Riverdale is a trip.
I realize most of the world is obsessing over the ongoing third season, or has abandoned ship altogether, but I put off watching Riverdale for awhile, so I’m only now adjusting to the odd combo that is classic Archie comics meets Veronica Mars. And I gotta say…I don’t hate it.
I grew up on Archie comics. A friend turned me on to them around 4th grade, and they were like a whole new world. I’d never been into comic books. I’d gotten close with comic strips in the newspaper, but had never considered going in a comic book store. I thought of DC and Marvel comics as “boys stuff”. Of course now I know how ridiculous that was, but at the time I didn’t think they were something I would be interested in.
Archie comics were like magic. I could buy them at the grocery store, so they were easy to get, and they almost always had new ones. It triggered my collector’s instincts as well–I’d already fallen for beanie babies, and this involved story and characters.
I remember vividly sitting in a lawn chair one summer, a giant bag of Archie comics next to me, methodically devouring them one by one. It was a perfect day.
Riverdale is a far cry from the comics I grew up loving, but I think that’s a good thing. They inspired an interest in comics, but they couldn’t sustain it. In the idyllic world of classic Riverdale, nothing changed. Archie was always veering between Betty and Veronica; Jughead was always eating; no matter what happened in any one volume, everything always reset by the next one.
I eventually moved on from Archie to fall in love with shojo manga, which had all the drama but with actual consequences, character development, and resolution. But you never forget your first love.
Riverdale is, quite simply, fanfiction at it’s best. It’s an excellent AU (alternative universe) that’s so far removed from it’s original characters that no one would notice the connection if you changed all the proper nouns. It does what great fanfiction does; shakes up the characters, changes the rules, and suddenly those stiff characters are forced to grow and change and evolve in ways most people could never have imagined.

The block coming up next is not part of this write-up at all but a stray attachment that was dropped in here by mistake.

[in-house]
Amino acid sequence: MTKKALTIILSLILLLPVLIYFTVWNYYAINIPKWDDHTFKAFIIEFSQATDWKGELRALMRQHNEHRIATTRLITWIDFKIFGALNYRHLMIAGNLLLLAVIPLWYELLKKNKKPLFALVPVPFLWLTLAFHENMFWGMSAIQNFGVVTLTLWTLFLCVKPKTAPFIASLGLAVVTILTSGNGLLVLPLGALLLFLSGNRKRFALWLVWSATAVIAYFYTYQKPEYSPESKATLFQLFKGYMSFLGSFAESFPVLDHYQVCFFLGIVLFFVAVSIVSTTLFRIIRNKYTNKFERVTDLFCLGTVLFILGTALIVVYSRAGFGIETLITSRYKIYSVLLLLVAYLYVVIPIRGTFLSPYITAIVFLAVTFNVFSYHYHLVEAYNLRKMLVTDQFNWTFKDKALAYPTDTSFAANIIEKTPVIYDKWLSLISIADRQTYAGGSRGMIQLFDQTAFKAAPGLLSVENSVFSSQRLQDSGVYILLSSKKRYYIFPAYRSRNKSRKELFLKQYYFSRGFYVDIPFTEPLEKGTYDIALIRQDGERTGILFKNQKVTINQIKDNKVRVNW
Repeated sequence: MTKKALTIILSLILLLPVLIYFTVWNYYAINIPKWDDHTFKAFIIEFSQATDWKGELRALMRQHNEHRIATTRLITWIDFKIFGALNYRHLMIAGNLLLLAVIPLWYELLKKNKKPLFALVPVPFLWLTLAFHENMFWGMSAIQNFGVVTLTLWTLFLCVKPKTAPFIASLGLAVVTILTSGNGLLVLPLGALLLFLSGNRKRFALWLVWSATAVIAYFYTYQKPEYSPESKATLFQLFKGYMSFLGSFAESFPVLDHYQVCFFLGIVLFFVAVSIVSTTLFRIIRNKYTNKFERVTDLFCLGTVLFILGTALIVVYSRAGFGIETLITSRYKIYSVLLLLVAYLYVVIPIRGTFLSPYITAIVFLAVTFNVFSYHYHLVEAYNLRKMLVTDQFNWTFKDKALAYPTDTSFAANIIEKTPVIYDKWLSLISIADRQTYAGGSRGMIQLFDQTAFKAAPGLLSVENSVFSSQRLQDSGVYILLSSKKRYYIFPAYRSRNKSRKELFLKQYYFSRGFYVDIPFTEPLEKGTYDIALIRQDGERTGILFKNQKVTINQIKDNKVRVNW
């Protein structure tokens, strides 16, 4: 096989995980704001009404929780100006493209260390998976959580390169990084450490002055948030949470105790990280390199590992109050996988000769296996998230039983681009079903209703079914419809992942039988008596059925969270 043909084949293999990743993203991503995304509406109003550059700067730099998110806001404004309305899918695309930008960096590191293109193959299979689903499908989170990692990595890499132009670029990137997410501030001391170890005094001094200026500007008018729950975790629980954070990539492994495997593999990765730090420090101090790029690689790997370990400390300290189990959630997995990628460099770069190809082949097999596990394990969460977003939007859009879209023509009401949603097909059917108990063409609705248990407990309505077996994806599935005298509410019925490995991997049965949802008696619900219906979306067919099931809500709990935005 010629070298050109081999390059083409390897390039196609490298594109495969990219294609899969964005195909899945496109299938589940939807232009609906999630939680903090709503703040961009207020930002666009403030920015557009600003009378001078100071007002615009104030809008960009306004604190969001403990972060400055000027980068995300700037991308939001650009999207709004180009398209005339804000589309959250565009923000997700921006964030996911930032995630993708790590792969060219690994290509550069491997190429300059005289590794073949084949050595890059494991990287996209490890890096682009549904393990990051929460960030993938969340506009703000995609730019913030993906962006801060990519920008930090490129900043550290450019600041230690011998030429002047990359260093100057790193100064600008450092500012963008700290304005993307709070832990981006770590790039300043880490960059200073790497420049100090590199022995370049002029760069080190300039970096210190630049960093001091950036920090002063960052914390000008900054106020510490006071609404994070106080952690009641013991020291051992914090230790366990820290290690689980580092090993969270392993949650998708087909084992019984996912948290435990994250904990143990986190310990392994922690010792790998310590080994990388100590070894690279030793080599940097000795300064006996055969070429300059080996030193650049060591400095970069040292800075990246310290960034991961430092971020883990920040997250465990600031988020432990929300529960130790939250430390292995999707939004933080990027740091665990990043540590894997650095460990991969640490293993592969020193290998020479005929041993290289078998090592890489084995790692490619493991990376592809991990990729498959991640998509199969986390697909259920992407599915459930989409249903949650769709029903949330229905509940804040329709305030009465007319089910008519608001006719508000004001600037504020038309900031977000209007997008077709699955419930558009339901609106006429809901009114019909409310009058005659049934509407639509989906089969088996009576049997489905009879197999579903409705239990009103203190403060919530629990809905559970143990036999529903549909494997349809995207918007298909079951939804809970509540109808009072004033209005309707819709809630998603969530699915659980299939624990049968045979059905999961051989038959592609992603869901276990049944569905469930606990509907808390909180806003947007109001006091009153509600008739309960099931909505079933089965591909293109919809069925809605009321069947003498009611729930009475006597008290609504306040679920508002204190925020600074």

That’s not to say it’s without issue. It’s so different that I almost wish it weren’t Archie; there’s nothing that really requires it to be set in that world. The similarities it shares to it’s original source material are the similarities any teen drama shares: love triangles, the girl next door, the tortured soul of a musician, the reclusive rebel. But I suppose without the backdrop of nostalgia, it would lose some of it’s flavor. Sure, the murder mystery at the core of the story is intriguing, but what’s more intriguing is finding out that (spoilers!) goody-goody Archie is sleeping with his teacher; Veronica’s wealthy father is in jail; Jughead cares for something other than hamburgers. And yeah, almost everyone is a suspect in the mysterious death of Jason Blossom.
Without the history of Archie comics lending that strange disorientation to the show, I think it would be unremarkable in a sea of teen drama. Other shows have done the drama better; still others have done the mystery better. But by combining them, Riverdale has done Archie probably better than it’s ever been done before, and I think that’s pretty remarkable.